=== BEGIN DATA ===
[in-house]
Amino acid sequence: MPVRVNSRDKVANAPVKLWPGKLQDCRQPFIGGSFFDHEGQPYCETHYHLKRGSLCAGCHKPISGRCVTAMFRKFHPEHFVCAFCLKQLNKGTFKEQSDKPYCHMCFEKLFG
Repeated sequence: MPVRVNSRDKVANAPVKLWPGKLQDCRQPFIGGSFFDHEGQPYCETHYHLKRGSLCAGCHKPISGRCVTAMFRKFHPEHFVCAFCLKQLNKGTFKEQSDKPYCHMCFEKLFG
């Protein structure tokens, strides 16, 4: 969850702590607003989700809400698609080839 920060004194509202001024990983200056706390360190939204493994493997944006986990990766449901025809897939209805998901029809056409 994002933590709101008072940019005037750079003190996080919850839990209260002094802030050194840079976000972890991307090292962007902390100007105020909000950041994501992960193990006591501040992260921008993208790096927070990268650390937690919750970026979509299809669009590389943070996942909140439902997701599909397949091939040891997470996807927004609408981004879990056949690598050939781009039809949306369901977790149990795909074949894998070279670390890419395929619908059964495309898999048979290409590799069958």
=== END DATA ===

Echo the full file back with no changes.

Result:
[in-house]
Amino acid sequence: MPVRVNSRDKVANAPVKLWPGKLQDCRQPFIGGSFFDHEGQPYCETHYHLKRGSLCAGCHKPISGRCVTAMFRKFHPEHFVCAFCLKQLNKGTFKEQSDKPYCHMCFEKLFG
Repeated sequence: MPVRVNSRDKVANAPVKLWPGKLQDCRQPFIGGSFFDHEGQPYCETHYHLKRGSLCAGCHKPISGRCVTAMFRKFHPEHFVCAFCLKQLNKGTFKEQSDKPYCHMCFEKLFG
């Protein structure tokens, strides 16, 4: 969850702590607003989700809400698609080839 920060004194509202001024990983200056706390360190939204493994493997944006986990990766449901025809897939209805998901029809056409 994002933590709101008072940019005037750079003190996080919850839990209260002094802030050194840079976000972890991307090292962007902390100007105020909000950041994501992960193990006591501040992260921008993208790096927070990268650390937690919750970026979509299809669009590389943070996942909140439902997701599909397949091939040891997470996807927004609408981004879990056949690598050939781009039809949306369901977790149990795909074949894998070279670390890419395929619908059964495309898999048979290409590799069958």